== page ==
As with any kind of teaching, there is no single approach that works best for all students. Once a Learning Media Assessment has been done and the educational team has made the decision to use a dual-media approach, the best instructional method will depend on the needs and strengths of each individual student.
Is it better to teach braille and print simultaneously, or one at a time?
There is no single correct answer to this question, and it will depend on the needs and abilities of an individual student. If a student has a progressive vision loss, the need to teach braille will be more pronounced than if the student has a stable vision condition. It will also depend on the availability of a qualified teacher of the visually impaired (TVI) who is able to teach braille, as there is a national shortage of TVIs. Sometimes a decision is made to teach print initially, as a student can be included in a regular classroom with the general education teacher. Finally, some teachers argue that it is preferable for a student to achieve proficiency in a single medium before introducing a second one, whereas others maintain that it is best to teach them at the same time.
How much instructional time will students require?
In the Delphi study Professional Consensus on Instructional Considerations for Students in Braille Literacy Programs, Project SLATE /Framework for Braille, Holbrook and Koenig found that the professional consensus for teaching beginning literacy skills (K-3) in dual media (print and braille) is daily contact for 1-2 hours per day.
Other factors in determining the amount of instructional time required include questions such as:
- Is the student a proficient reader in one medium already?
- Will the student be learning contracted or uncontracted braille?
- Certain concepts can be taught in one medium, and transferred to the other (from print to braille, for example). This would include grammar, spelling, capitalization, and punctuation.
What type of curriculum should be followed?
Again, this will depend on the specific needs of an individual student. Students who are print readers may be using the standard text or basal reader that other students in the general education program are using. This may not be optimal for braille readers, however, as the introduction of contractions is not controlled. Patterns: The Primary Braille Reading Program and Building on Patterns are available from American Printing House for the Blind and are basal readers that are designed specifically for young braille readers.
There are also specific books designed to teach braille to the adventitiously blind, such as The Braille Connection: A Braille Reading and Writing Program for Former Print Users from APH. It is “designed to teach former adult and teenage print readers how to read braille. Developed by APH and the National Federation of the Blind (NFB), this program moves quickly through tactual discrimination, on to Uncontracted Braille, and then through Contracted Braille. “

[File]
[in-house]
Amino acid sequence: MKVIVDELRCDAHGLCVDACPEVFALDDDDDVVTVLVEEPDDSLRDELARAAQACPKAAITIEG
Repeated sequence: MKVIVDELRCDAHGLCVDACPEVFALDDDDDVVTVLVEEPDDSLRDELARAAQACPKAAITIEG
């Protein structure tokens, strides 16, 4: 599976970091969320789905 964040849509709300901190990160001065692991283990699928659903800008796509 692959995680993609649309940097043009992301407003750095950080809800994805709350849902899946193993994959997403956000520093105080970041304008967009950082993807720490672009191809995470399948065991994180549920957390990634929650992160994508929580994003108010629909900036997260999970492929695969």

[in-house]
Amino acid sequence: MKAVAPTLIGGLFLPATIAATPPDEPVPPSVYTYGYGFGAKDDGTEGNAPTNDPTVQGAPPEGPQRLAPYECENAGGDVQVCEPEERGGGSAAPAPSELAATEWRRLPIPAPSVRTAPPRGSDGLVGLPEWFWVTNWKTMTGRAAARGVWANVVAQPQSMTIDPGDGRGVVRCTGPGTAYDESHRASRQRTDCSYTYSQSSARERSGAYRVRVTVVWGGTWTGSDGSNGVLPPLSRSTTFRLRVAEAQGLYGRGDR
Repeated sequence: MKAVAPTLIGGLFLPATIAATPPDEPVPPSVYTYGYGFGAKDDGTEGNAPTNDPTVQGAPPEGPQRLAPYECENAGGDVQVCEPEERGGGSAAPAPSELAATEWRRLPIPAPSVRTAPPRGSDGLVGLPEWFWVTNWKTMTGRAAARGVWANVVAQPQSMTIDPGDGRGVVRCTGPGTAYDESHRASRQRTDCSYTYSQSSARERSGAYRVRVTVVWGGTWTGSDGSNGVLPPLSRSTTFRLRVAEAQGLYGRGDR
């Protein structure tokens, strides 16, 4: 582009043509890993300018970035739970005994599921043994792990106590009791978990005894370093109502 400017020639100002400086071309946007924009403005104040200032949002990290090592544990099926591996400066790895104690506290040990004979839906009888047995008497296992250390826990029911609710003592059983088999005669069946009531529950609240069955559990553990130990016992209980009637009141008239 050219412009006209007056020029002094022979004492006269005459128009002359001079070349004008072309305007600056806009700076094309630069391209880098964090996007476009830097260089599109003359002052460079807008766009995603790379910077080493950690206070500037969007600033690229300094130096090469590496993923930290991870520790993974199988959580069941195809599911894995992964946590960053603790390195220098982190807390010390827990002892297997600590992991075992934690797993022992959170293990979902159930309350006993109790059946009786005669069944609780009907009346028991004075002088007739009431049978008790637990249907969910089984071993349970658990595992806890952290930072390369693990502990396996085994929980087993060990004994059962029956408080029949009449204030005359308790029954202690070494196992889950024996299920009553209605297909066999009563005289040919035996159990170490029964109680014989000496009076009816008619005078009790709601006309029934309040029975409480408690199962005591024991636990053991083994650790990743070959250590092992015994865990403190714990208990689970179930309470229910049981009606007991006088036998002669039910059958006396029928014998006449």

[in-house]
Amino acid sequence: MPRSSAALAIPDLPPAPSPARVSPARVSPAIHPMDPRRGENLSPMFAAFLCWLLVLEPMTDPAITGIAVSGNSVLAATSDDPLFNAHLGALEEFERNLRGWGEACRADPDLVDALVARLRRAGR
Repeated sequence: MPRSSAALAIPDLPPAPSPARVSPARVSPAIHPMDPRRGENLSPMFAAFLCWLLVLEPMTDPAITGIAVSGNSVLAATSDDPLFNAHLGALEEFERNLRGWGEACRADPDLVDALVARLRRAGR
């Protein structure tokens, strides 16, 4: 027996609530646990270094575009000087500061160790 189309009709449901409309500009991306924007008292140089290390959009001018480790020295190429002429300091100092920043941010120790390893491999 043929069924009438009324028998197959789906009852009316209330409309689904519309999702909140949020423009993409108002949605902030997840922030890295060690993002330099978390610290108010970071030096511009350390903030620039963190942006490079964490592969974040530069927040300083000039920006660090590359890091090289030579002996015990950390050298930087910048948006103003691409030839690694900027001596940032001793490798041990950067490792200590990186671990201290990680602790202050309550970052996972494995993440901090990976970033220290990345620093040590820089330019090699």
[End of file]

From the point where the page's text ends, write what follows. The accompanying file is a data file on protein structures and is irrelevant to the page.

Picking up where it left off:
How will we know when it is time to introduce braille?
There is no one right answer for this, and it will depend on a student’s eye condition, the results of the Learning Media Assessment, and the decision of the educational team. If a student has a stable vision condition, the need to learn braille may not be as pressing as the situation for a student with a progressive loss. Some teachers advocate for learning the fundamentals of reading in a single medium before introducing a second one, while others believe that it is easier to teach the two media simultaneously.
How can a student with low vision be encouraged to read braille tactually?
Many sighted people who learn braille read it visually, for example teachers of the visually impaired and family members of braille readers. Students who are learning braille because of a progressive sight loss, however, need to learn to read braille by touch and not be sight. Some students with low vision may do this naturally, and some may not have sufficient vision to read braille visually. Other students will need to be reminded not to look at the braille, and this can be done by focusing on a fixed point in space or by closing their eyes. Some teachers recommend visually blocking the braille with a tray or paper, and blindfolds are sometimes used as well. Producing the braille on visually-busy backgrounds would also discourage students from attempting to read the braille visually.
What materials are available to teach print and braille together?
As mentioned above, students with low vision may use standard reading text books, while braille readers often use a specially-designed series, such as Patterns from APH. In addition, there are books that have both print and braille, sometimes known as “Twin Vision”. These are available from a number of sources, including: